- The Washington Times - Monday, January 29, 2001

If anyone thinks the Democrats will be united in the aftermath of their 2000 election battles, they should read the Democratic Leadership Council's bitter broadside against Al Gore's losing presidential campaign.

The centrist-leaning DLC held a probing self-analysis session last week that it titled "Why Gore Lost," charging Mr. Gore failed because he ran as a big-government, class-warfare, old-style liberal. That turned off New Economy swing voters, who largely flocked to George W. Bush.

What has DLC leaders virtually in tears is that they think Mr. Gore, a former DLC-er himself, could have won the presidency if he had run on the DLC's moderate agenda of "common aspirations" instead of lurching left with a special-interests, class-division campaign that alienated "wired" investor-class voters in the vast political center.

In the DLC's long-awaited postmortem, which is likely to reignite the old ideological divisions of the '70s and '80s, DLC President Al From and his warriors of the center launched an angry attack on the Gore campaign and the party's left wing. Their complaints are published in more detail in Blueprint, their magazine, backed up by polling numbers from Mark Penn, who was Bill Clinton's White House pollster.

"This is all-out war for our party's soul," a prominent DLC supporter told me.

Here is a sampling of what New Democrats are saying: "The Gore campaign often looked and sounded like a throwback to the doomed Democratic campaigns of the 1980s, replete with vintage class-warfare themes and narrowly tailored appeals to constituency groups," said Will Marshall, who heads the DLC's policy-making research arm.

"This backsliding from reform-minded centrism to interest group liberalism was a key factor in turning a race Gore should have won handily into a virtual tie," Mr. Marshall said.

Mr. Penn produced postelection poll numbers showing Mr. Gore's left-wing, big-government pitch was a major turnoff for voters in the key states that would have given him an electoral victory.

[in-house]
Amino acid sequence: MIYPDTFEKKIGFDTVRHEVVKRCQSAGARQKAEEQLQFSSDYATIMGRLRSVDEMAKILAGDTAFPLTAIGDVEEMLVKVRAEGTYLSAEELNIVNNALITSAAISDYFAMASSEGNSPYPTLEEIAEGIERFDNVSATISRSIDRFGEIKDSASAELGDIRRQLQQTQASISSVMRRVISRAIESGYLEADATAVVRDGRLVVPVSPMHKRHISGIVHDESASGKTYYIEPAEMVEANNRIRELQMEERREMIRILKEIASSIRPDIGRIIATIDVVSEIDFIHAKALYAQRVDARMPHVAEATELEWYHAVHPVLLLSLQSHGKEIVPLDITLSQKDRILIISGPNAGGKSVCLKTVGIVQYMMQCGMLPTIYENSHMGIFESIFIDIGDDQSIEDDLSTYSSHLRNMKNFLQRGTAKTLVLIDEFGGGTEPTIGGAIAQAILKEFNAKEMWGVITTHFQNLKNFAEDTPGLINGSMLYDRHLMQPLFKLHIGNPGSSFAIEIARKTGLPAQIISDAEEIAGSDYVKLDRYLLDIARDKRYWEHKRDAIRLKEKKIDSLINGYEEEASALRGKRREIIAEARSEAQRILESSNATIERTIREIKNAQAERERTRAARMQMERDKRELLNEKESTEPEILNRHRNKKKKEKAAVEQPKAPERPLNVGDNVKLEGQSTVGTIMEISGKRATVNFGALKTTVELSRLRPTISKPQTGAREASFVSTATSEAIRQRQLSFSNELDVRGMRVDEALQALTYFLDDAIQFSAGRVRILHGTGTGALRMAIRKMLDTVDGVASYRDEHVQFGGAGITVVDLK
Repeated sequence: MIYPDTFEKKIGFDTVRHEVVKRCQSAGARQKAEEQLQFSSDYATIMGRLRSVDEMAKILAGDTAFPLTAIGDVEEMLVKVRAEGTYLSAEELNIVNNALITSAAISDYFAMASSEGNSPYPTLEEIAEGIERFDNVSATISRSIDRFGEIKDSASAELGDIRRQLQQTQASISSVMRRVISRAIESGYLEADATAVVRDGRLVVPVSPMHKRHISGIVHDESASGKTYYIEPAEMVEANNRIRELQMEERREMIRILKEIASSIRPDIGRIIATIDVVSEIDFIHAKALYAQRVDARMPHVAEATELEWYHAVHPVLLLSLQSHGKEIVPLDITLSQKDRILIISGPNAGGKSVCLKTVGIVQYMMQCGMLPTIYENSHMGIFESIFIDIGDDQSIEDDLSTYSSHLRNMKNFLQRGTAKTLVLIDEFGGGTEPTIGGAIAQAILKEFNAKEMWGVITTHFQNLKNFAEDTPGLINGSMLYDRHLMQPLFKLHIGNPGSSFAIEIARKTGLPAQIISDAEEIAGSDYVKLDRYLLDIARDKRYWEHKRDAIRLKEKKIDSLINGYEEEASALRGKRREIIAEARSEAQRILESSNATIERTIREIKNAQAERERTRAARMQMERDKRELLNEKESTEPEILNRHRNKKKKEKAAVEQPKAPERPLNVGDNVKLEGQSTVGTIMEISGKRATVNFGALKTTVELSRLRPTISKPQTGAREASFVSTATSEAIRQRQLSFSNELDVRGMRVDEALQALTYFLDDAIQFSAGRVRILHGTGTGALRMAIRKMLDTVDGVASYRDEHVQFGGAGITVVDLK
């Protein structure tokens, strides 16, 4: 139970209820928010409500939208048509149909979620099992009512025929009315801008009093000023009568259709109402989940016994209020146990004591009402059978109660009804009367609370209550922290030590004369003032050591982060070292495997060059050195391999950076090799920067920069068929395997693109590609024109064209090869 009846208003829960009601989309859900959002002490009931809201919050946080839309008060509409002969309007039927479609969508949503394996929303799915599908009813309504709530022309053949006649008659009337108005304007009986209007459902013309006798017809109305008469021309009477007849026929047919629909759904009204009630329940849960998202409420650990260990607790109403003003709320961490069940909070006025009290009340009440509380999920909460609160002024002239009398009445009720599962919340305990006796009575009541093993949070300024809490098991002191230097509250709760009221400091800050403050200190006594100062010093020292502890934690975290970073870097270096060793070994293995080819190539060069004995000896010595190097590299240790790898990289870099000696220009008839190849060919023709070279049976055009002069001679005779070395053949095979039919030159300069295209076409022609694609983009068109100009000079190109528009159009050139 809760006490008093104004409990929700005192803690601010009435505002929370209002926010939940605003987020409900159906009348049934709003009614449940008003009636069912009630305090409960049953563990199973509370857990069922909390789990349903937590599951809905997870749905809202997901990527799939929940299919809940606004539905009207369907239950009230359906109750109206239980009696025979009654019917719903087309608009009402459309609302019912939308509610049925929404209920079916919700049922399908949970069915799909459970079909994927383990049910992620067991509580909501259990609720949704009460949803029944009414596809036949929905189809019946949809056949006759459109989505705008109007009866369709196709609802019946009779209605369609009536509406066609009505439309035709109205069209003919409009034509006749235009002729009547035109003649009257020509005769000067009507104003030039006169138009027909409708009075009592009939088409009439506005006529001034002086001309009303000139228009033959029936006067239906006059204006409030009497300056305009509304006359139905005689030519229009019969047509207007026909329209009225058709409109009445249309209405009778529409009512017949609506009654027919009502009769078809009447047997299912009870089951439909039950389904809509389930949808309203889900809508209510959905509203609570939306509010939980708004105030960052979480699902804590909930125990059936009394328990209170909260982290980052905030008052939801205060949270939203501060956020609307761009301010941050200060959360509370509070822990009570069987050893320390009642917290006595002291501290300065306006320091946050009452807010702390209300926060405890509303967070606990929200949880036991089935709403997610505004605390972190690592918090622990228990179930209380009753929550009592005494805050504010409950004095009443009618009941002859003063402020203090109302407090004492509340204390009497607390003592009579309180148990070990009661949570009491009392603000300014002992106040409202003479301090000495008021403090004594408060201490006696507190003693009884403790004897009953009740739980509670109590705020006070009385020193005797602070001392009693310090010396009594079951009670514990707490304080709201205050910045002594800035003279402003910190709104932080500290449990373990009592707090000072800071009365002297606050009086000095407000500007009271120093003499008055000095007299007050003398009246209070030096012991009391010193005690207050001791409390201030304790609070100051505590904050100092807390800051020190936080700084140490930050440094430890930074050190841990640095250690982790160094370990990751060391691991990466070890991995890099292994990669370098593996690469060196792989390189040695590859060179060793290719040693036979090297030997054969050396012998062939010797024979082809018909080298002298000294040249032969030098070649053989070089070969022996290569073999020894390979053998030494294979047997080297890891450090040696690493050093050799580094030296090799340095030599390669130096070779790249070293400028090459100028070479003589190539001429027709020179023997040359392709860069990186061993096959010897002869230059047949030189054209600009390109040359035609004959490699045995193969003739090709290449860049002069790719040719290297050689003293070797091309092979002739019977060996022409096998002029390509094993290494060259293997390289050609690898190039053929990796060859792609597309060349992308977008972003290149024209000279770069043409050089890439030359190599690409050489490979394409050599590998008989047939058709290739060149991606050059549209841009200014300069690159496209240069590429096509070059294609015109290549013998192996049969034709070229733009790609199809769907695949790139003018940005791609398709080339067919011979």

"The vice president failed to build on Clinton's winning formula of fiscal responsibility and support for smaller, activist government. Consequently, Gore was vulnerable to attacks as an old-style, big-government liberal like Michael Dukakis the very image that brought down Dukakis in his 1988 race against Bush's father," Mr. Penn said.

Mr. Gore's "old style populism" a euphemism for his anti-business, "people versus the powerful" campaign themes "reduced his appeal rather than expanded it," he said. "The message prevented him from reaching the swing voters who could have pushed him over the top."

The architect of the New Democrat movement that led to Mr. Clinton's election, Al From, says Mr. Gore failed to understand the dramatic changes that have taken place in the electorate over the past two decades.

It is more affluent; more educated; more suburban; more invested in the stock market; more entrepreneurial; more "wired" into the high-tech, Internet economy; and more politically moderate, he said.

One riveting example: The percentage of all voters with annual family incomes of more than $50,000 shot up from 32 percent in 1992 to 53 percent in 2000.

Mr. From was struck by the electorate's changing focus at a campaign stop at a fire station with Mr. Gore's running-mate, Sen. Joe Lieberman (the DLC's chairman). "He asked the firefighters what they'd be talking about if he were not there. Their answer: The stock market."

"The voters saw Gore as too liberal," Mr. From said. Caught in a time warp of his own making, Mr. Gore "talked to an Industrial Age America, not an Information Age America. Democrats should speak to the new majority as it is, not as it was."

In an impassioned plea to the party leadership to "Change the message," Washington state Rep. Adam Smith, an up-and-coming New Democrat in the House, said the party's reliance on government paternalism does not sell anymore to the new electorate.

People are concerned about "high taxes, a lack of fiscal responsibility" and "government programs that produce dependence," Mr. Smith said. "Nowhere in the national Democratic message were any of these issues addressed."

"If we come out in the next election and say vote for Democrats because they will give you more government, we will lose," he said.

But these DLC leaders know the party's left isn't about to roll over and abandon its big-government causes. Two archliberal members Mr. From put on the panel to "begin a dialogue" saw nothing wrong with Mr. Gore's pitch.

Steve Rosenthal, the AFL-CIO's political director, defended Mr. Gore's class-warfare rhetoric as "his most effective message." Ruy Teixeira, a liberal think-tank analyst, wanted no move toward the center. The Democratic Party "is the party of the '30s and the '60s," he insisted.

For 15 years, the DLC-ers have been trying to pull their party away from the looney left. They made some progress under Bill Clinton on issues such as trade, fiscal restraint and welfare. But the Democratic Party's leftward lurch in 2000 has been a major setback for them. This is a party that still doesn't get it.

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